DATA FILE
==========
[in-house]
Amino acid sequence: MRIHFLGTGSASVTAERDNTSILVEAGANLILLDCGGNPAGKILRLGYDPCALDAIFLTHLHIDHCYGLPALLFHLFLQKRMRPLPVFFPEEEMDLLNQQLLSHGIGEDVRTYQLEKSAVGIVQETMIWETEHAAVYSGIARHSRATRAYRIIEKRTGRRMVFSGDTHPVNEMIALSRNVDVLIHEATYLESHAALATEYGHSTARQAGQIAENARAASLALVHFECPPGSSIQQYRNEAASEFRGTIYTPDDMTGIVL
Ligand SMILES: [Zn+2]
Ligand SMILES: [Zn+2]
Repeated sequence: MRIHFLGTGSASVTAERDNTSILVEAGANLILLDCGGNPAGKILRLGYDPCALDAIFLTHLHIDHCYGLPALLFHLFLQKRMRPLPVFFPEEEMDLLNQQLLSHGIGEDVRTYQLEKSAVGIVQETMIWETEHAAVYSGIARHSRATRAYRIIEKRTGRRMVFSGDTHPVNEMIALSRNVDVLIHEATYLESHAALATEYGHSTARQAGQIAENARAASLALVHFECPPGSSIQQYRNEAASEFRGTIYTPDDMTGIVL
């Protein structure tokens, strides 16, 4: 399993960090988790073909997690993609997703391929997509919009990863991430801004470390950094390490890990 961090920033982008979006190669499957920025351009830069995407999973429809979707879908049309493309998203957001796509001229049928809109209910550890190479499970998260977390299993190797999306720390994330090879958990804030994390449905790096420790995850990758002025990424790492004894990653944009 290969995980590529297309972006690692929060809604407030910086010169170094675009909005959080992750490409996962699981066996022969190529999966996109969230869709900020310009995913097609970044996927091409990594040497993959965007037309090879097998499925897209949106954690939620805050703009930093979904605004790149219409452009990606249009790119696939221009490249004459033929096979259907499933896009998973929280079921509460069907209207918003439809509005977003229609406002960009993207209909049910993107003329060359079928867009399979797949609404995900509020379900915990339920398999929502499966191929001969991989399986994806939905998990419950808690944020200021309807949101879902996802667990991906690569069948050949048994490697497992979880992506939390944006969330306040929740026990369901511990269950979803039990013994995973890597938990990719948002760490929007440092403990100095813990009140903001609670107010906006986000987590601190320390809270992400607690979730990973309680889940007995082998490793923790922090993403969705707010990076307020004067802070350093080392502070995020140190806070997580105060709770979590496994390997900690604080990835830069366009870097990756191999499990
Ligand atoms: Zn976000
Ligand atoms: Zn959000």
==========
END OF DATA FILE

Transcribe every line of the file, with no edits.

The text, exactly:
[in-house]
Amino acid sequence: MRIHFLGTGSASVTAERDNTSILVEAGANLILLDCGGNPAGKILRLGYDPCALDAIFLTHLHIDHCYGLPALLFHLFLQKRMRPLPVFFPEEEMDLLNQQLLSHGIGEDVRTYQLEKSAVGIVQETMIWETEHAAVYSGIARHSRATRAYRIIEKRTGRRMVFSGDTHPVNEMIALSRNVDVLIHEATYLESHAALATEYGHSTARQAGQIAENARAASLALVHFECPPGSSIQQYRNEAASEFRGTIYTPDDMTGIVL
Ligand SMILES: [Zn+2]
Ligand SMILES: [Zn+2]
Repeated sequence: MRIHFLGTGSASVTAERDNTSILVEAGANLILLDCGGNPAGKILRLGYDPCALDAIFLTHLHIDHCYGLPALLFHLFLQKRMRPLPVFFPEEEMDLLNQQLLSHGIGEDVRTYQLEKSAVGIVQETMIWETEHAAVYSGIARHSRATRAYRIIEKRTGRRMVFSGDTHPVNEMIALSRNVDVLIHEATYLESHAALATEYGHSTARQAGQIAENARAASLALVHFECPPGSSIQQYRNEAASEFRGTIYTPDDMTGIVL
């Protein structure tokens, strides 16, 4: 399993960090988790073909997690993609997703391929997509919009990863991430801004470390950094390490890990 961090920033982008979006190669499957920025351009830069995407999973429809979707879908049309493309998203957001796509001229049928809109209910550890190479499970998260977390299993190797999306720390994330090879958990804030994390449905790096420790995850990758002025990424790492004894990653944009 290969995980590529297309972006690692929060809604407030910086010169170094675009909005959080992750490409996962699981066996022969190529999966996109969230869709900020310009995913097609970044996927091409990594040497993959965007037309090879097998499925897209949106954690939620805050703009930093979904605004790149219409452009990606249009790119696939221009490249004459033929096979259907499933896009998973929280079921509460069907209207918003439809509005977003229609406002960009993207209909049910993107003329060359079928867009399979797949609404995900509020379900915990339920398999929502499966191929001969991989399986994806939905998990419950808690944020200021309807949101879902996802667990991906690569069948050949048994490697497992979880992506939390944006969330306040929740026990369901511990269950979803039990013994995973890597938990990719948002760490929007440092403990100095813990009140903001609670107010906006986000987590601190320390809270992400607690979730990973309680889940007995082998490793923790922090993403969705707010990076307020004067802070350093080392502070995020140190806070997580105060709770979590496994390997900690604080990835830069366009870097990756191999499990
Ligand atoms: Zn976000
Ligand atoms: Zn959000």